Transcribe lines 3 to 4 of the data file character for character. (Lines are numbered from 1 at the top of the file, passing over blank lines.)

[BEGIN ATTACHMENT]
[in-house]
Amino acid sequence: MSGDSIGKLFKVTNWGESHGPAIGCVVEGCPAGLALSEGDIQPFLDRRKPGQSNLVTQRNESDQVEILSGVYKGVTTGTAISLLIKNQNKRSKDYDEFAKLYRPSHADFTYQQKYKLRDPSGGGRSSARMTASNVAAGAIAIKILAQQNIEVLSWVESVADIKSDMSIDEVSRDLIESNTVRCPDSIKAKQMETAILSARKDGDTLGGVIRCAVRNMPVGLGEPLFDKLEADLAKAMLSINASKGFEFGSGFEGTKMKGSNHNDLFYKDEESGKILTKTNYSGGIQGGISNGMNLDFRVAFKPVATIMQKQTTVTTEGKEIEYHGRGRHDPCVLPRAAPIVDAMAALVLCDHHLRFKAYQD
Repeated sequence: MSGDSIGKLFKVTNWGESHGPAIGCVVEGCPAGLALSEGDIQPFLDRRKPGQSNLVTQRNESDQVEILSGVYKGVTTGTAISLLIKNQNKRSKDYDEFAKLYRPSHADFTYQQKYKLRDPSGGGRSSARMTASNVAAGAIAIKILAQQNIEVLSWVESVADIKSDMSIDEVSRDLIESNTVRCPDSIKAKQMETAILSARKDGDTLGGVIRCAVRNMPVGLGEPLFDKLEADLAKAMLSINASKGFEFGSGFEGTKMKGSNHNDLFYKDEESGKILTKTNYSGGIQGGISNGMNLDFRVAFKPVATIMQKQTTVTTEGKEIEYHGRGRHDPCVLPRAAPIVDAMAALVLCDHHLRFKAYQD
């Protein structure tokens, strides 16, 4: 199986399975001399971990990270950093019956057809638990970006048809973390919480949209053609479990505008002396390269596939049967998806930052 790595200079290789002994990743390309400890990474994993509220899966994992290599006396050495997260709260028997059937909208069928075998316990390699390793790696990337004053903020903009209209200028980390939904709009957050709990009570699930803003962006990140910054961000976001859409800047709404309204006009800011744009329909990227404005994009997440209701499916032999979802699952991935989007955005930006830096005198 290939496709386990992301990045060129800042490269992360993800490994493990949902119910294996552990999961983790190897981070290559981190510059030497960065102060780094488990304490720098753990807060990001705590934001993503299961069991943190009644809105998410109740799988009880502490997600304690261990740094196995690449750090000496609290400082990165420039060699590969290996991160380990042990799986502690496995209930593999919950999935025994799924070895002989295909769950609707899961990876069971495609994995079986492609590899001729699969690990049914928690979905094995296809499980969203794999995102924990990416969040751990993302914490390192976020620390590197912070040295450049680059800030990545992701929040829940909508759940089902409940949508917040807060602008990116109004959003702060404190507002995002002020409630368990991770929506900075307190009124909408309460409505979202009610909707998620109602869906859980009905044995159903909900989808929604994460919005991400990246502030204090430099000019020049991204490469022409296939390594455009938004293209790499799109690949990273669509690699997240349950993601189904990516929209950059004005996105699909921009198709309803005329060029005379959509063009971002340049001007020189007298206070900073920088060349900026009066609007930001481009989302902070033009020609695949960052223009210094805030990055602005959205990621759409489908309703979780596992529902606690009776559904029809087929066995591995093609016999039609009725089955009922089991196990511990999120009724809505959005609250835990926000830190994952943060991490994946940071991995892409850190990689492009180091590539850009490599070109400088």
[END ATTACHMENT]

Repeated sequence: MSGDSIGKLFKVTNWGESHGPAIGCVVEGCPAGLALSEGDIQPFLDRRKPGQSNLVTQRNESDQVEILSGVYKGVTTGTAISLLIKNQNKRSKDYDEFAKLYRPSHADFTYQQKYKLRDPSGGGRSSARMTASNVAAGAIAIKILAQQNIEVLSWVESVADIKSDMSIDEVSRDLIESNTVRCPDSIKAKQMETAILSARKDGDTLGGVIRCAVRNMPVGLGEPLFDKLEADLAKAMLSINASKGFEFGSGFEGTKMKGSNHNDLFYKDEESGKILTKTNYSGGIQGGISNGMNLDFRVAFKPVATIMQKQTTVTTEGKEIEYHGRGRHDPCVLPRAAPIVDAMAALVLCDHHLRFKAYQD
């Protein structure tokens, strides 16, 4: 199986399975001399971990990270950093019956057809638990970006048809973390919480949209053609479990505008002396390269596939049967998806930052 790595200079290789002994990743390309400890990474994993509220899966994992290599006396050495997260709260028997059937909208069928075998316990390699390793790696990337004053903020903009209209200028980390939904709009957050709990009570699930803003962006990140910054961000976001859409800047709404309204006009800011744009329909990227404005994009997440209701499916032999979802699952991935989007955005930006830096005198 290939496709386990992301990045060129800042490269992360993800490994493990949902119910294996552990999961983790190897981070290559981190510059030497960065102060780094488990304490720098753990807060990001705590934001993503299961069991943190009644809105998410109740799988009880502490997600304690261990740094196995690449750090000496609290400082990165420039060699590969290996991160380990042990799986502690496995209930593999919950999935025994799924070895002989295909769950609707899961990876069971495609994995079986492609590899001729699969690990049914928690979905094995296809499980969203794999995102924990990416969040751990993302914490390192976020620390590197912070040295450049680059800030990545992701929040829940909508759940089902409940949508917040807060602008990116109004959003702060404190507002995002002020409630368990991770929506900075307190009124909408309460409505979202009610909707998620109602869906859980009905044995159903909900989808929604994460919005991400990246502030204090430099000019020049991204490469022409296939390594455009938004293209790499799109690949990273669509690699997240349950993601189904990516929209950059004005996105699909921009198709309803005329060029005379959509063009971002340049001007020189007298206070900073920088060349900026009066609007930001481009989302902070033009020609695949960052223009210094805030990055602005959205990621759409489908309703979780596992529902606690009776559904029809087929066995591995093609016999039609009725089955009922089991196990511990999120009724809505959005609250835990926000830190994952943060991490994946940071991995892409850190990689492009180091590539850009490599070109400088």